cried. I '11 take the letter to Arthur and ask him now. Look
at him there. He 's on the terrace with Mr. Warrington. They
are talking to some children. My boy was always fond of
children. He 's innocent , thank God â thank God I Let me
go to him."
Old Pendennis had his own opinion. When he briskly took
the not guilty side of the case, but a moment before, very
likely the old gentleman had a different view from that which
he chose to advocate, and judged of Arthur by what he him-
self would have done. If she goes to Arthur, and he speaks
the truth, as the rascal will, it spoils all, he thought. And
he tried one more eflfort.
"My dear, good soul," he said, taking Helen's hand and
kissing it, "as your son has not acquainted you with this
affair, think if you have any right to examine it. As you
believe him to be a man of honour, what right have you to
doubt his honour in this instance? Wlio is his accuser? An
anonymous scoundrel who has brought no specific charge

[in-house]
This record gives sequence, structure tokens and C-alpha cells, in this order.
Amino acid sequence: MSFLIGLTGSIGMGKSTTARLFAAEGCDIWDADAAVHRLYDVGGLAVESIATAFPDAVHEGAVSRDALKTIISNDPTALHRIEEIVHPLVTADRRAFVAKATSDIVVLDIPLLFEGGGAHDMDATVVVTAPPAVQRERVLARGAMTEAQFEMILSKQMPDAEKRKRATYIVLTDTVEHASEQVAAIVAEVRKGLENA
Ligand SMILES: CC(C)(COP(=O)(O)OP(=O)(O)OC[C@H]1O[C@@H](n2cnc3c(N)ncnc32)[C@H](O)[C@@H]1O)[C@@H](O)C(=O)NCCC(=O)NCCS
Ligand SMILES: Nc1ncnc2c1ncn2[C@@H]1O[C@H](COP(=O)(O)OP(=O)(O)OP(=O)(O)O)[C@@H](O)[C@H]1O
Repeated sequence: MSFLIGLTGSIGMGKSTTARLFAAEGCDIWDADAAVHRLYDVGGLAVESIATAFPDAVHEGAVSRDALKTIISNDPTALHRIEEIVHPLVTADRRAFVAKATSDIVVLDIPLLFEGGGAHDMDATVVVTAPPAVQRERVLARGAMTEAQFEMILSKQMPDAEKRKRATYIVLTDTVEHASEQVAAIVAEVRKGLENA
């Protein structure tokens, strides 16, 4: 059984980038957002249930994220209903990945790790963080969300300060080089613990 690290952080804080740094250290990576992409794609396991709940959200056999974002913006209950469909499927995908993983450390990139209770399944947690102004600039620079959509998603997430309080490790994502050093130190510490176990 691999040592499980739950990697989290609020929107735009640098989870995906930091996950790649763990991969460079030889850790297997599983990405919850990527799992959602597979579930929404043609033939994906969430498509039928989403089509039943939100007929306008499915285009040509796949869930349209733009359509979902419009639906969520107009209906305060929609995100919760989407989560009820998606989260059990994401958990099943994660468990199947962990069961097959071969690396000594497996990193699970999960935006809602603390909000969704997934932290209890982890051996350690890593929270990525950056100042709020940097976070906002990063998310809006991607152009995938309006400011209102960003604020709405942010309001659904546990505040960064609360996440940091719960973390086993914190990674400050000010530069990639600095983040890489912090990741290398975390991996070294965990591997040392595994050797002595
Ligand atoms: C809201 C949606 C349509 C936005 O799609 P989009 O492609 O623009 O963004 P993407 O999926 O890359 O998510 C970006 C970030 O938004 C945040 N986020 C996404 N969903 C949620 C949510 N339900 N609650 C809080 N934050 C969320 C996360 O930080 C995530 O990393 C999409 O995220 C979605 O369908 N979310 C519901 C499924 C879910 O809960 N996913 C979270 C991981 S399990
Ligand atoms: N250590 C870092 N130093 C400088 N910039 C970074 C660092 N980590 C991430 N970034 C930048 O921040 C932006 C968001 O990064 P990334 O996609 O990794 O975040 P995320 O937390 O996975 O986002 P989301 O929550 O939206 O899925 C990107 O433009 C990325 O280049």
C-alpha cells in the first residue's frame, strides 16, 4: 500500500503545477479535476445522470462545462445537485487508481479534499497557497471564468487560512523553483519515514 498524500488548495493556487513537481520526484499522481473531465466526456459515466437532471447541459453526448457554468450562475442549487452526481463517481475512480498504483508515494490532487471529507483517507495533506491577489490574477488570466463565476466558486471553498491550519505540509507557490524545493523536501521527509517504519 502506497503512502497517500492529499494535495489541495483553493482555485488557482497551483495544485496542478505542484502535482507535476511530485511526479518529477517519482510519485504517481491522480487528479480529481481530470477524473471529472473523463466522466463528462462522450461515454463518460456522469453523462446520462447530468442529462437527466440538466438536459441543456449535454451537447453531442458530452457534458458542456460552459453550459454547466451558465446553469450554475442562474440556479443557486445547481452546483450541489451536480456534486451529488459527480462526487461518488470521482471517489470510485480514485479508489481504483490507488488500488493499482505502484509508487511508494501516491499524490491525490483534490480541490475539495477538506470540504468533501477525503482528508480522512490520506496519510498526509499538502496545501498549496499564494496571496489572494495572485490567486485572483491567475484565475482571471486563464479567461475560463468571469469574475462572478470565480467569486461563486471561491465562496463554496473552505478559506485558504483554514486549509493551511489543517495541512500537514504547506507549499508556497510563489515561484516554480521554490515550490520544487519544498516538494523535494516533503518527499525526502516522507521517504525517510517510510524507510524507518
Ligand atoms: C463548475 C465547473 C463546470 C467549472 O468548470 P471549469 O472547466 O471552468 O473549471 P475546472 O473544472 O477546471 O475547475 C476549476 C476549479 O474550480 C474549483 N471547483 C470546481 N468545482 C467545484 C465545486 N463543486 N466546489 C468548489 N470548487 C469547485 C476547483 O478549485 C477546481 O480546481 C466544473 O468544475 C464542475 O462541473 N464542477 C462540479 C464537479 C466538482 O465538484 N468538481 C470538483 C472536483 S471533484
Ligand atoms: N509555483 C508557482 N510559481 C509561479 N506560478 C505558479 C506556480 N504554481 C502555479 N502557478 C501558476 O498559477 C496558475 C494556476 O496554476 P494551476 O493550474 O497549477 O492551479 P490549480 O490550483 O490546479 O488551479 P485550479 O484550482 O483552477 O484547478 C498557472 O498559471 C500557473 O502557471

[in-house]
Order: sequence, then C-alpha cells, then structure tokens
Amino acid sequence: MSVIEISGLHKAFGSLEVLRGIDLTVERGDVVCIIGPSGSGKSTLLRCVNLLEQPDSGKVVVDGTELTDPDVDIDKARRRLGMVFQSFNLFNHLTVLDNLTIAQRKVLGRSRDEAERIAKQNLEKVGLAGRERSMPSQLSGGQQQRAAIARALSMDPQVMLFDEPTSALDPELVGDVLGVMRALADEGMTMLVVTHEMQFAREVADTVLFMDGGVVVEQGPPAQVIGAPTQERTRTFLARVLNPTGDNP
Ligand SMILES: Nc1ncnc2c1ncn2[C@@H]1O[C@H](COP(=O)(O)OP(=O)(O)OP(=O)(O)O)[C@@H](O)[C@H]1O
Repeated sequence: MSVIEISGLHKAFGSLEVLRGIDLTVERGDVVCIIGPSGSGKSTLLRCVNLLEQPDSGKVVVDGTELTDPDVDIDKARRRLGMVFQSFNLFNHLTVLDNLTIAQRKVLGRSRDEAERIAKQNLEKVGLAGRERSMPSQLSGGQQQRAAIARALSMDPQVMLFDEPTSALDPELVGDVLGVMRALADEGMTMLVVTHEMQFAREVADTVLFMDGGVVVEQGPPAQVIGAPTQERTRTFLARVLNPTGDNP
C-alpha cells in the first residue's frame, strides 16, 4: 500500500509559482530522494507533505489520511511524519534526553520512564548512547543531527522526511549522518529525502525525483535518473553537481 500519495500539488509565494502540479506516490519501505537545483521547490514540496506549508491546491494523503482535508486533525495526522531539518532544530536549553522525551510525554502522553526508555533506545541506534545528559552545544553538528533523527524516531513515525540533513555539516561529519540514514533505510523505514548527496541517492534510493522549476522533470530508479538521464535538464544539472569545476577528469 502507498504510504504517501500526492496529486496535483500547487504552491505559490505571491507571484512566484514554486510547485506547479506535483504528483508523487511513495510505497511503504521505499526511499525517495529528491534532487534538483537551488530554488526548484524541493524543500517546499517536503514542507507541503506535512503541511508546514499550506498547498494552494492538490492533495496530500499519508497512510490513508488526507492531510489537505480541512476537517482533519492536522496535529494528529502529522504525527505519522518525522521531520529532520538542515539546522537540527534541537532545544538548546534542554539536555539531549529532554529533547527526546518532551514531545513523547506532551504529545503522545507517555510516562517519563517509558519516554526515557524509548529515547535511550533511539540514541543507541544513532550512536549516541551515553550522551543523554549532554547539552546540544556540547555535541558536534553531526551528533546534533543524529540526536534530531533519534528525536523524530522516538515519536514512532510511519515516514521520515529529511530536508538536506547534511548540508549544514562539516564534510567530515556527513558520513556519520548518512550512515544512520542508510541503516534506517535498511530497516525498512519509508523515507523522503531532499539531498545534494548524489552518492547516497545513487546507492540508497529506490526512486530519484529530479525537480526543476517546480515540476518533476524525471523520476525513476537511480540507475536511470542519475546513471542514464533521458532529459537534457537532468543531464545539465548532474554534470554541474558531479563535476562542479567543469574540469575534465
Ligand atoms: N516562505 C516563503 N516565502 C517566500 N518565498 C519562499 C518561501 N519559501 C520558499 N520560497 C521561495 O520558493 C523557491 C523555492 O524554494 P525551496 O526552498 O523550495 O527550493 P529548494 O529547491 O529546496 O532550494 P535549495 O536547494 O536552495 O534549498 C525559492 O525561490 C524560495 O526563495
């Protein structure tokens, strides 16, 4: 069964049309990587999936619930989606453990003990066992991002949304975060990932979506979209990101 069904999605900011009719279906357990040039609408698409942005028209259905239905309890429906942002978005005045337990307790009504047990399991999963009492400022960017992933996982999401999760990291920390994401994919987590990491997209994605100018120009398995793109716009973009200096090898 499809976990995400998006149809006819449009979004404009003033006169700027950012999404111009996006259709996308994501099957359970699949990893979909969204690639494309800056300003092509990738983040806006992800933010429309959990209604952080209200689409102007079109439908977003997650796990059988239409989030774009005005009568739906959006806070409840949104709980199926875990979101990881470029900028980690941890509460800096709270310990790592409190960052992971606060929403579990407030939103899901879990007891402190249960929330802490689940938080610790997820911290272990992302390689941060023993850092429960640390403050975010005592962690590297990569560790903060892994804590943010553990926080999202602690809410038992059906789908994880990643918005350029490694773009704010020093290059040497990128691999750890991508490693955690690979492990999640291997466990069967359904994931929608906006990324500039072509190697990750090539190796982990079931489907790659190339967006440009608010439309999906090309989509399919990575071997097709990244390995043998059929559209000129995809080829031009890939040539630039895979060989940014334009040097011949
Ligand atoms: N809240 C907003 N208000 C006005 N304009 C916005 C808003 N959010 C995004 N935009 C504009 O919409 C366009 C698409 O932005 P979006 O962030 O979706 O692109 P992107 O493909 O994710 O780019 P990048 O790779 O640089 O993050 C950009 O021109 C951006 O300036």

against him. If there were any such, wouldn't the girl's
parents have come forward? He is not called upon to rebut,
nor you to entertain an anonymous accusation; and as for
believing him guilty because a girl of that rank happened to be
in his rooms acting as nurse to him, begad you might as well
Pendennis. III. 9
insist upon his marrying that dem'd old Irish gin-drinking
laundress, Mrs. Flanagan."
The widow burst out laughing through her tears â the
victory was gained by the old general.
"Marry Mrs. Flanagan, by Ged," he continued, tapping
her slender hand. "No. The boy has told you nothing about
it, and you know nothing about it. The boy is innocent â
of course. And what, my good soul, is the course for us to
pursoo? Suppose he is attached to this girl â don't look sad
again, it 's merely a supposition â and begad a young fellow
may have an attachment, mayn't he? â Directly he gets well
he will be at her again."
"He must come home ! We must go off directly to Fair-
oaks,'* the widow cried out.